Tell me about: radio frequency filters

Tell me about: radio frequency filters

In the "Tell me about" section, we will try to expain in a few sentences the most important aspects to fully understand the ANR-LiLit project.

On this page, you will find an introduction to one of the essential components of data transmission devices: radio frequency filters.


What can I use it for ?

    With the rapid development of worldwide mobile telecommunications, internet of things (IoT) and other means of wireless transmissions, there remains very few unused frequency bands. Furthermore, their access is regulated through licences that can be very expensive. In this overloaded traffic, devices have to be able to isolate the wanted information at the receiving hand, and to make sure not to disturb the other users at the transmitting hand. These are the two main functions of radiofrequency filters used in every connected equipment (mobile phones, watches, speakers, ...).


Simplified presentation of a radio transceiver (transmitter-receiver)

   There are a lot of different architectures for radio frequency (RF) transceivers, however the working principle remains the same: the transmitter's role is to move the signal to transmit from low frequencies (the baseband) to radio frequencies, while the receiver does the exact opposite.
These operations involve modulating a characteristic (amplitude, phase, or frequency) of a precise reference RF signal called the carrier, using the signal that has to be transmited. Thus, the signal to be emitted is carried by this reference, and can then be retrieved by the receiver using that same reference.


Simplified block diagram of a radio frequency (RF) transmitter

   RF transmitter

    RF transmitters use an electronic mixer function to modulate the baseband signal (the one to transmit) by the carrier signal generated with a local oscillator (cf. block diagram to the left). The RF signal obtained has a frequency spectrum centered around the frequency of the oscillator (i.e. the carrier frequency). This signal is then amplified using a power amplifier and sent to the antenna after being filtered by the bandpass filter.

In fact, some of the actions described above, and particularly mixing and amplifying are carried out using active elements, more precisely: transistors. As a matter of fact, transistors have intrisic non-linear behaviour, and this characteristic is transmitted to mixers and amplifiers. These non-linearities can cause signal distorsion, but more importantly, can generate parasitical signals at frequencies different than the emission. There is a strict regulation regarding the levels of emitted signal so that one signal would not impact another. The bandpass RF filter therefore has the important task to ensure that the parasitical signal are not transmitted.

    RF receiver

Simplified block diagram of a radio frequency (RF) receiver

    At the other end of the transmission, there is a RF receiver, which duty is to extract the wanted signal from the received RF signal. This operation is again carried out using a mixer and a local oscillator working at the same frequency as the carrier signal used for the transmission.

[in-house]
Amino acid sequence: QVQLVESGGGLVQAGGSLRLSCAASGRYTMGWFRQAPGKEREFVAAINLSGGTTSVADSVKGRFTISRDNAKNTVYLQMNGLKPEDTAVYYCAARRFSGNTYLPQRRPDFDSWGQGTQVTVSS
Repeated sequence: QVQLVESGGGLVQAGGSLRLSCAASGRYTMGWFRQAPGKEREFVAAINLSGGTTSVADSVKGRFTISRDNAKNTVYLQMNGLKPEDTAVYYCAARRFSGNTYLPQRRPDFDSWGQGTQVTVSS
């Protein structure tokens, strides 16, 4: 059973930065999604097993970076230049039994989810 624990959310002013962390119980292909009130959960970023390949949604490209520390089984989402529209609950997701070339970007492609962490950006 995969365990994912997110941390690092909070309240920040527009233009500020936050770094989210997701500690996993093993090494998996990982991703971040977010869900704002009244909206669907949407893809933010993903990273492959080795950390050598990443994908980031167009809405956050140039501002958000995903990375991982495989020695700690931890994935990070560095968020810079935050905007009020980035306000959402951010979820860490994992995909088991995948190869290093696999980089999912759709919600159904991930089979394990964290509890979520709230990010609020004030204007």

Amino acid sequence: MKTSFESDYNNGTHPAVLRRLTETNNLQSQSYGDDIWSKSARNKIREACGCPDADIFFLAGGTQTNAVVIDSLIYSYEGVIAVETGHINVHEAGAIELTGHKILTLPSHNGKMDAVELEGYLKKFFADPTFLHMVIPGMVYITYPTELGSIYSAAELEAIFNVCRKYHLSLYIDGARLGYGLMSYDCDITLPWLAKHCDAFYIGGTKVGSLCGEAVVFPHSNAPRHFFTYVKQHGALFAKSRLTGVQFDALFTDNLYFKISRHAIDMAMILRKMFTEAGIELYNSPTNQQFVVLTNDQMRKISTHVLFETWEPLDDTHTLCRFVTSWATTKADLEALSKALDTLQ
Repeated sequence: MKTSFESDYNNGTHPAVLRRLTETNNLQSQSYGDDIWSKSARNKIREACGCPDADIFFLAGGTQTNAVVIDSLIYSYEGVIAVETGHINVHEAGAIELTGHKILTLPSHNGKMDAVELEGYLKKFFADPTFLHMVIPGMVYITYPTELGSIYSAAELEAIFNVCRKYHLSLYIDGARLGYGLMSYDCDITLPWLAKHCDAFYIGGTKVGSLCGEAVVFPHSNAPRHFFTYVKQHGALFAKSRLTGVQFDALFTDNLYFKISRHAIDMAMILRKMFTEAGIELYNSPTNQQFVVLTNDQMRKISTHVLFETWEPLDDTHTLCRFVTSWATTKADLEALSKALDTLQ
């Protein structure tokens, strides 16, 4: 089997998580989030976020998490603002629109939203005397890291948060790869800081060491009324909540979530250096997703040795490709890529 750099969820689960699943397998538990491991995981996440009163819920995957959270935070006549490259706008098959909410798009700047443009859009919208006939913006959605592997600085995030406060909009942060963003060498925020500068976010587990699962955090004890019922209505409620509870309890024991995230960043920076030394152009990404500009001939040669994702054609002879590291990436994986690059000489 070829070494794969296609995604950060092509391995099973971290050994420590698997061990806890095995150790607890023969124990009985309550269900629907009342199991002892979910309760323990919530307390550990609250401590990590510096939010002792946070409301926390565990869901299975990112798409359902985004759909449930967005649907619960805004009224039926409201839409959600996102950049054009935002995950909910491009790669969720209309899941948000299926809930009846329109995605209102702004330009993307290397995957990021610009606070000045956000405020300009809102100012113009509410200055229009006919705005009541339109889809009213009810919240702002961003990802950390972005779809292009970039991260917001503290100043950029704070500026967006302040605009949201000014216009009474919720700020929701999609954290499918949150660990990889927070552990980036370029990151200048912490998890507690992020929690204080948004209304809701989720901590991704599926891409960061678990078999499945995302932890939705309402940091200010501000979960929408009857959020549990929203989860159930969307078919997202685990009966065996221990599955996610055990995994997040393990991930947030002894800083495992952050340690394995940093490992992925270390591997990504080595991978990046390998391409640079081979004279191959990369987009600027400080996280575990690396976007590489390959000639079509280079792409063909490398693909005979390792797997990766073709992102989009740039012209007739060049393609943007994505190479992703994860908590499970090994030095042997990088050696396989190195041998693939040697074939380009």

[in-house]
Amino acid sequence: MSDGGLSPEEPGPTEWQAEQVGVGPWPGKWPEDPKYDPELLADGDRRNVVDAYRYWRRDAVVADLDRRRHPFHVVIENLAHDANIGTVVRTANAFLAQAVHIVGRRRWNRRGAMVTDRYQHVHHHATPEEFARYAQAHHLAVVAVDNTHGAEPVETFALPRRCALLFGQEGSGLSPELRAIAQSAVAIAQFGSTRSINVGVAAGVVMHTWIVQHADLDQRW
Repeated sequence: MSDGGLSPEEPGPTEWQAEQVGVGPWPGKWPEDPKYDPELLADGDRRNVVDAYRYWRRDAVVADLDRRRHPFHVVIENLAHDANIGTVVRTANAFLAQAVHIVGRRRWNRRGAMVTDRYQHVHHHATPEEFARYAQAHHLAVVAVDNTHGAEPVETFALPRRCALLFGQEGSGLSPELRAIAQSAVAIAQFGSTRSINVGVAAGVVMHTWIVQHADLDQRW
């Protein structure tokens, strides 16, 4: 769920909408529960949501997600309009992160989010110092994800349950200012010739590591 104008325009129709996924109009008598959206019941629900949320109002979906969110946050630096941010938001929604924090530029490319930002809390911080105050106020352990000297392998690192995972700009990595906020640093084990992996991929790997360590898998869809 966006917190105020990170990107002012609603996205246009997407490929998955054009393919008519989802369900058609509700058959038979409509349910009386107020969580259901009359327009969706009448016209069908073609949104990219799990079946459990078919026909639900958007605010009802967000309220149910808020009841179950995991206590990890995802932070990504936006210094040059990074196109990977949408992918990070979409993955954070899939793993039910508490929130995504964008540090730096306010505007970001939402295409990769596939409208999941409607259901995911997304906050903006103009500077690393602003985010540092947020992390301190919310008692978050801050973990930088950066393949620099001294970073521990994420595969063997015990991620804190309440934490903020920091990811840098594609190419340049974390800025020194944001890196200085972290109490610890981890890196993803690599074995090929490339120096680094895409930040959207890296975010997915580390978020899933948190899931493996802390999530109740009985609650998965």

The antenna acts as a passive element which detects all incoming electromagnetic waves within a certain frequency range. Hence, the antenna receives the transmitted RF signal, but also a myriad of parasitical signals originating from other communications. The issue regarding non-linearities is here a little different as they can generate intermodulation phenomenons, where a signal that would be at a different frequency than the reception could be modulated to the baseband along with the useful signal. And if the parasitical signal was not sufficiently attenuated, it could completely cover the wanted signal, and make it impossible to read. For that reason, it is absolutely critical to filter the signal directly after the antenna.

To sum up, at the emitting hand, RF filters have the essential task to prevent the transmission of any parasitical signal that could potentially interfere with other wireless communications, and at the receiving hand, its duty is to detect the wanted signal and shield it from parasites.

SAW and BAW: two different technologies for RF filtering

    The size of the components used in mobile phones has been significantly decreasing with every new generation, and naturally, RF filters followed this trend.

    The first RF filtering functions were conducted through dielectric filters using electromagnetic resonances. These components were very sturdy and cheap, but their bulk was a major drawback to their integration in mobile telecommunications. Therefore, acoustic components replaced their predecessors. They allow the propagation of elastic waves at a speed about 105 less important than electromagnetic waves, and as such, allowed to drastically reduce the size of the component for the same targeted frequency.


Schematic of the surface acoustic wave device of White and Voltemer (1965) [1]